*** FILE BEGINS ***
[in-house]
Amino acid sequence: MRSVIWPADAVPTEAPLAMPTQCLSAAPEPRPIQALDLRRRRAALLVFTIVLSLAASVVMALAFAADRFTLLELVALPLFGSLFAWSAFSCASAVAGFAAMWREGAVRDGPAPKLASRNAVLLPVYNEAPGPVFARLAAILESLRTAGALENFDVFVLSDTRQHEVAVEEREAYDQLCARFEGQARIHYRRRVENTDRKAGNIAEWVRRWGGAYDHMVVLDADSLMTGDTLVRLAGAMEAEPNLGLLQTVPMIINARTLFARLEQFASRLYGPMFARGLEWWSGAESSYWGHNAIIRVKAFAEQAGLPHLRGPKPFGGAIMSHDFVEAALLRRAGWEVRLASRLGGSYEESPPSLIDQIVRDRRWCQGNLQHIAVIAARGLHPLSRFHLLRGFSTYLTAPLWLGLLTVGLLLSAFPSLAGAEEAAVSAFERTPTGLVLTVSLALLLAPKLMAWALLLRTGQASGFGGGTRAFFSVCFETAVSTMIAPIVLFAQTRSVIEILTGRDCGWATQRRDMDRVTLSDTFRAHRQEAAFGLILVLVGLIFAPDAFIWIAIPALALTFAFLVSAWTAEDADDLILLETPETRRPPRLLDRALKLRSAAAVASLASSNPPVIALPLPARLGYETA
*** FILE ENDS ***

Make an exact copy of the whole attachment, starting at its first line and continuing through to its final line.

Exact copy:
[in-house]
Amino acid sequence: MRSVIWPADAVPTEAPLAMPTQCLSAAPEPRPIQALDLRRRRAALLVFTIVLSLAASVVMALAFAADRFTLLELVALPLFGSLFAWSAFSCASAVAGFAAMWREGAVRDGPAPKLASRNAVLLPVYNEAPGPVFARLAAILESLRTAGALENFDVFVLSDTRQHEVAVEEREAYDQLCARFEGQARIHYRRRVENTDRKAGNIAEWVRRWGGAYDHMVVLDADSLMTGDTLVRLAGAMEAEPNLGLLQTVPMIINARTLFARLEQFASRLYGPMFARGLEWWSGAESSYWGHNAIIRVKAFAEQAGLPHLRGPKPFGGAIMSHDFVEAALLRRAGWEVRLASRLGGSYEESPPSLIDQIVRDRRWCQGNLQHIAVIAARGLHPLSRFHLLRGFSTYLTAPLWLGLLTVGLLLSAFPSLAGAEEAAVSAFERTPTGLVLTVSLALLLAPKLMAWALLLRTGQASGFGGGTRAFFSVCFETAVSTMIAPIVLFAQTRSVIEILTGRDCGWATQRRDMDRVTLSDTFRAHRQEAAFGLILVLVGLIFAPDAFIWIAIPALALTFAFLVSAWTAEDADDLILLETPETRRPPRLLDRALKLRSAAAVASLASSNPPVIALPLPARLGYETA